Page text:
Woven Time with Bernie Ross

  • 9 July 2018
  • Sarah Holden

The scene in The Little Gallery Whangamata on Saturday 7 July was that of a gardener who had brought her beloved plants inside. Flax was displayed in its various stages of preparation for weaving: from the plants themselves to the dried bundles of flax leaves, as well as the fibres which are extracted for kete handles. Bernie Ross was setting up to conduct a demonstration of the intricate art form of raranga (weaving), something she studied for four years and now holds a Bachelor of Maori Visual Arts Maunga Kura Toi (Raranga).


Bernie began the demonstration by explaining that there are a number of cultural factors that need to be considered in completing a piece of weaving. These included the fact that we had food and drink present, therefore we wouldn’t be working following strict Tikanga (protocol). Some other considerations included (but were not limited to): that flax can only be cut when it is dry (to make it easier for the next process), you shouldn’t weave when you are menstruating or pregnant, and that flax should not be stood or walked over. 

Bernie then went on to explain the different stages of preparing the flax before it can be woven, starting with how to cut the flax. First you take a section and hold it like a fan. You don’t cut the centre leaf or rito (the baby), or the ones on either side of it (its parents), but the ones further away from the centre (the grandparents or older) are ‘fair game’. The leaves are cut on an angle pointing down from the flax to the ground and not towards the centre of the plant, as that will mean the water will pool around the baby and parents and make it susceptible to rot or disease.  


While demonstrating the correct way to prune the plant, Bernie mentioned that there are 50 different varieties of flax that can be used to weave and all have different feels and fibre ratios, making the choice of flax quite personal to each weaver. Every variety has been picked for its properties - some flax is perfect for weaving cloaks, while other varieties are better for mats (whariki). Bernie chooses one that is a fairly clean white in colour when it dries (as opposed to a sandy white), which she has special permission to gather from the Auckland Botanical Gardens.

Taking a shearing comb Bernie divides the flax into even widths. If she is going to weave kete or whariki she runs the back of a knife along the silver side of the flax to help soften it (hapene). Like curling a ribbon she moves the knife along the flax in one smooth stroke. After demonstrating this Bernie passes flax around for people to try and do the same smooth action. It was a lot harder than it looked and many created ridges in the flax.  You also need to practice how much to soften the flax – too little and it will curl and stiffen and won’t weave nicely; too much and it won’t be strong enough to hold anything.

If a piece of flax was going to be used for the fibre, then Bernie would take her precious mussel shell (stored in a glasses case for safe keeping), and run it along the flax to extract the fibre. The flax ended up feeling like horse hair, fine yet coarse. Bernie tied it into bundles to be washed before further processing.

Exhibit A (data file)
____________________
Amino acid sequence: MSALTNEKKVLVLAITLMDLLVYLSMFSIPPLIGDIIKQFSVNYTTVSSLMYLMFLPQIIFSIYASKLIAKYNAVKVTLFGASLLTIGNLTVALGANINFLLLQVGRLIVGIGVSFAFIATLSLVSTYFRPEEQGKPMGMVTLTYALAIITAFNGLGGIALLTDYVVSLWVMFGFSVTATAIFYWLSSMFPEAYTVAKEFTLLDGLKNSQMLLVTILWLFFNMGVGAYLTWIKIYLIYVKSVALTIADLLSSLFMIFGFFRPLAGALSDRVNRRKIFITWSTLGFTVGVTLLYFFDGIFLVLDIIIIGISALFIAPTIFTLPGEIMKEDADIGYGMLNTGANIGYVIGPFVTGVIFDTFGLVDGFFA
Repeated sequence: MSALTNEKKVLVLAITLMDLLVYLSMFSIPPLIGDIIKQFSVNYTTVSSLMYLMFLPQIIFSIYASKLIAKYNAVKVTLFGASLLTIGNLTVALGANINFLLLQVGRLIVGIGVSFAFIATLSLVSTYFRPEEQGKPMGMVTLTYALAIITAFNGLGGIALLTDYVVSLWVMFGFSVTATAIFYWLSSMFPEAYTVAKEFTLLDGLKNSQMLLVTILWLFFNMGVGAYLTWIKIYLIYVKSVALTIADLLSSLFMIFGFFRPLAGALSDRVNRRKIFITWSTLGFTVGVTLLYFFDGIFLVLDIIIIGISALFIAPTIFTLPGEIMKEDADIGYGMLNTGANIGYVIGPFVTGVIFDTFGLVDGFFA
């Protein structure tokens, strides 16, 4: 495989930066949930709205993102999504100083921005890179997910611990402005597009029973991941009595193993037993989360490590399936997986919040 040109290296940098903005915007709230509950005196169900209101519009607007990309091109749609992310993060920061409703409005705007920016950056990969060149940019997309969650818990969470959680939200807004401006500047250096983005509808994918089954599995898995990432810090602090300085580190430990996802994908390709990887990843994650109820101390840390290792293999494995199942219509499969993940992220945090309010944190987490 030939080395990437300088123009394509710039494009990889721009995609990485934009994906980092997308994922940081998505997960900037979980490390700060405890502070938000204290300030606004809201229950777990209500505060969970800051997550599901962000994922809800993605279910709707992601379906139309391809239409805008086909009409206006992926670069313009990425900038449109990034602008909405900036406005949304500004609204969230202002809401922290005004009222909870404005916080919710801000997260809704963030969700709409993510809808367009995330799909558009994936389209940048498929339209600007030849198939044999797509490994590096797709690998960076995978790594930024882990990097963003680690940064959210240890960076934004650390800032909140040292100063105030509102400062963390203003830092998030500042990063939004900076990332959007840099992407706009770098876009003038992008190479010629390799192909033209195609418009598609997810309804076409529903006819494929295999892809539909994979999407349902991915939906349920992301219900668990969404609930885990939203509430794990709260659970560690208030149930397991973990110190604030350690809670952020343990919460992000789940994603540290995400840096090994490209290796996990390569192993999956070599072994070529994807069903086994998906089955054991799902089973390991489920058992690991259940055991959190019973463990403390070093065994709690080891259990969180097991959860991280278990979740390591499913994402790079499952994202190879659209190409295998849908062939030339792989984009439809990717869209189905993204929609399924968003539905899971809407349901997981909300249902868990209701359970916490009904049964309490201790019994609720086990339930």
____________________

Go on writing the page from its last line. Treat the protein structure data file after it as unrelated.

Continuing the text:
The flax for weaving is also put into bundles of 32 to allow for three sets of ten (the number needed for each bracket of weaving) and two ‘just in case’, to allow room for mistakes or ‘bad’ flax. Each bundle is then boiled for approximately two to three minutes each side. Subsequently if wanted they can be dyed with a specialist dye to ensure the vibrancy and sustainability of each colour.

Then, after what normally takes approximately a week of different stages, it’s time to weave. It takes Bernie about four to five hours to weave one kete, which is made up of 120 strands of interwoven flax. She starts by bracketing 10 strands at a time and overlaying them across each other at a 90 degree angle. One of the hardest things is getting the tension right and each finger has a role to play in ensuring that the tension is maintained correctly. The flax is worked in pairs in an ‘under and over’ motion, ensuring that the right pieces are gathered to be the next one in the row. It’s delightful to listen to how affectionately Bernie talks about the flax, often personifying it like a child who behaves or is naughty. Gentle and caring, firm but fair.

Bernie again allowed people to participate, and under her watchful eye she guided them to weave a couple of rows each.

The final touches are bird feathers (including peacock and chicken feathers) woven around the rim, and the attaching of handles – but that will be for the next demonstration we can persuade Bernie to give! We’re confident that it will be just as interesting and highlight how skilled Bernie is in this traditional art form that she has perfected, personalised and modernised.


Next up in our INSIGHT Series: Learn, Share, Do is 'From Raphael to Mondrian: Art History 'with a twist' with Lynne Robinson'. Experience a guided tour of The Little Gallery Whangamata through the lens of an art historian! For more information see here. 


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